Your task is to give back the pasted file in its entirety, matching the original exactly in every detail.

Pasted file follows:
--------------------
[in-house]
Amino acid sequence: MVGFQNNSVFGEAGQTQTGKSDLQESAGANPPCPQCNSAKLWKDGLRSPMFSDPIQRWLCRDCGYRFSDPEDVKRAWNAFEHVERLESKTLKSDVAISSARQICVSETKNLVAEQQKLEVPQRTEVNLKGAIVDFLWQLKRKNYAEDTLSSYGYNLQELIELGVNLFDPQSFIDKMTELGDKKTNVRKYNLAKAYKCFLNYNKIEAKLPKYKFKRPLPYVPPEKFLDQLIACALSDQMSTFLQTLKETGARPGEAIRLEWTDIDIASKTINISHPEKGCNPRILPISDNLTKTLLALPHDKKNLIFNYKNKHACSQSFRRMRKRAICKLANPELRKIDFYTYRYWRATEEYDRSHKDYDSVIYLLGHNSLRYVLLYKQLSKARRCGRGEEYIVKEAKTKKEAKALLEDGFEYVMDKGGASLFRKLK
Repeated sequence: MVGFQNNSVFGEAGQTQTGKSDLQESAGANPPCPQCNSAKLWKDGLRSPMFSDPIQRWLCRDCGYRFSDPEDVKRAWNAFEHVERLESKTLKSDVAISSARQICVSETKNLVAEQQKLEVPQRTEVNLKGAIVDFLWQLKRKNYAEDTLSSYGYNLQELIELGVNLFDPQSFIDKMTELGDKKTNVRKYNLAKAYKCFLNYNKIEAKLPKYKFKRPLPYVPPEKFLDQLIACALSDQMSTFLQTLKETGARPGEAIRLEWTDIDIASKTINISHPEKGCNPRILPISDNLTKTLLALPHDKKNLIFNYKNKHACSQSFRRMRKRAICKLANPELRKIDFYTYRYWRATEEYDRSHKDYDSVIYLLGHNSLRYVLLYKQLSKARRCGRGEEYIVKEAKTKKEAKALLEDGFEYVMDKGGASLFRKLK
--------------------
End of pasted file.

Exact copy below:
[in-house]
Amino acid sequence: MVGFQNNSVFGEAGQTQTGKSDLQESAGANPPCPQCNSAKLWKDGLRSPMFSDPIQRWLCRDCGYRFSDPEDVKRAWNAFEHVERLESKTLKSDVAISSARQICVSETKNLVAEQQKLEVPQRTEVNLKGAIVDFLWQLKRKNYAEDTLSSYGYNLQELIELGVNLFDPQSFIDKMTELGDKKTNVRKYNLAKAYKCFLNYNKIEAKLPKYKFKRPLPYVPPEKFLDQLIACALSDQMSTFLQTLKETGARPGEAIRLEWTDIDIASKTINISHPEKGCNPRILPISDNLTKTLLALPHDKKNLIFNYKNKHACSQSFRRMRKRAICKLANPELRKIDFYTYRYWRATEEYDRSHKDYDSVIYLLGHNSLRYVLLYKQLSKARRCGRGEEYIVKEAKTKKEAKALLEDGFEYVMDKGGASLFRKLK
Repeated sequence: MVGFQNNSVFGEAGQTQTGKSDLQESAGANPPCPQCNSAKLWKDGLRSPMFSDPIQRWLCRDCGYRFSDPEDVKRAWNAFEHVERLESKTLKSDVAISSARQICVSETKNLVAEQQKLEVPQRTEVNLKGAIVDFLWQLKRKNYAEDTLSSYGYNLQELIELGVNLFDPQSFIDKMTELGDKKTNVRKYNLAKAYKCFLNYNKIEAKLPKYKFKRPLPYVPPEKFLDQLIACALSDQMSTFLQTLKETGARPGEAIRLEWTDIDIASKTINISHPEKGCNPRILPISDNLTKTLLALPHDKKNLIFNYKNKHACSQSFRRMRKRAICKLANPELRKIDFYTYRYWRATEEYDRSHKDYDSVIYLLGHNSLRYVLLYKQLSKARRCGRGEEYIVKEAKTKKEAKALLEDGFEYVMDKGGASLFRKLK